After hours running various tests to determine when the voltage samples should be taken I concluded there was no right answer. Mind you, the sweet joy of using Forth to do this via the serial port was a reward in itself. ( Timing loops could be tested interactively, results displayed on the terminal window, etc etc. )

    I settled on a longer delay before sampling the loaded voltage, or Vend in the code, then a short delay before sampling the unloaded voltage, or Vbeg in the  code. Because of the way the voltage depresses over time, then recovers, I doubt there is a right way to do this. But my training in Statistical Process Control and Gauge Capability steered me in this direction.

    I now have a testing method that gives me repeatable readings provided each test is run hours apart. So while the calculated internal resistance might not be the value according to some standard it should allow me to discern if my pulse conditioning circuit has any impact over time on the internal resistance.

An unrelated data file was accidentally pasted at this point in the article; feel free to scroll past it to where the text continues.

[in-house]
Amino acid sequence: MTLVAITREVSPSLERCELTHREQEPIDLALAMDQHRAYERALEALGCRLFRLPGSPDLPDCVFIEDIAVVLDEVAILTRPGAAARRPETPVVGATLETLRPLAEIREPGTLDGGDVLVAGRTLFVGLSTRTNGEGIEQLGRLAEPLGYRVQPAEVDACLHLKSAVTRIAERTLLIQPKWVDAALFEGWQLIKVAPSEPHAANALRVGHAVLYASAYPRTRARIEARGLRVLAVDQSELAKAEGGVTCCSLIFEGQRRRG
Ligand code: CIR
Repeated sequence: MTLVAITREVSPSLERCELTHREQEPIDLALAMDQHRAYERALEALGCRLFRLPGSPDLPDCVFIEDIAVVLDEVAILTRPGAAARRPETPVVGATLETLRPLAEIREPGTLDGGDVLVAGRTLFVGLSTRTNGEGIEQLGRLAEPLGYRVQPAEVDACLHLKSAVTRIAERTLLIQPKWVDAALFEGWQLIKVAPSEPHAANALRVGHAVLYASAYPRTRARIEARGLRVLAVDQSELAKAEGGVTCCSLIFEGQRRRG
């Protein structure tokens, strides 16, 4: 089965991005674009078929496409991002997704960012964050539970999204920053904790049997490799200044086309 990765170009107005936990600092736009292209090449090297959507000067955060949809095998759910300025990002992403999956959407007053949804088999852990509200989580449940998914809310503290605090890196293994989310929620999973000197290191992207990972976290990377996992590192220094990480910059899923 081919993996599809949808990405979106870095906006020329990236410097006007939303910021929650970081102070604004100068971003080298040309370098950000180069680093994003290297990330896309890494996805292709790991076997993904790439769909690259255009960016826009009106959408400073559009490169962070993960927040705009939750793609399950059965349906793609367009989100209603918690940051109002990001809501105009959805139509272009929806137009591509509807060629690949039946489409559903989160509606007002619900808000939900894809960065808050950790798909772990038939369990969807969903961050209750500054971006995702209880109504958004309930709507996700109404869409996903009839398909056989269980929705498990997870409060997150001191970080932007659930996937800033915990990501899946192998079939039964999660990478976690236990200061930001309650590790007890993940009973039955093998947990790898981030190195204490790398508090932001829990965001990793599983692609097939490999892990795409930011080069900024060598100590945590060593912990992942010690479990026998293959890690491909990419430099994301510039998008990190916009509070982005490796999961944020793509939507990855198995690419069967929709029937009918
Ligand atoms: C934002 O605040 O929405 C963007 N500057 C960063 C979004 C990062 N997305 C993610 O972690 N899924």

Over the next few weeks I'll run my trials and see what happens.

  • Subtle modification to code needed

    richard09/11/2017 at 13:00 0 comments

    I've held off posting the updated code for the x4 resolution enhancement. What I found when I ran the test on my battery 18 times in succession was the internal resistance fell. I need to try a longer delay before measuring but time is short tonight.

  • Improved measurment resolution

    richard09/11/2017 at 03:19 0 comments

    The initial project used a voltage divider to reduce the measured voltage down to less than 5V. This means the voltage resolution is about 20mV which means the internal resistance measurement for 1 amp of current is 0.020 ohms.

    Instead of dividing by 4 with a resistor string, what if we subtracted 10V from the voltage to be measured? This would give us a voltage resolution of about 5mV with an internal resistance measurement for 1 amp of current is 0.005 ohms. This seems like a worthwhile improvement and can be easily achieved.

    I had never played with a voltage subtracter before but it proved to work first time. Reaching into the junk box I pulled out a NE5532 dual op amp. I had no reason to chose this device over any other except I had hundreds I had recovered from a couple of boards. A few resistors and it was done.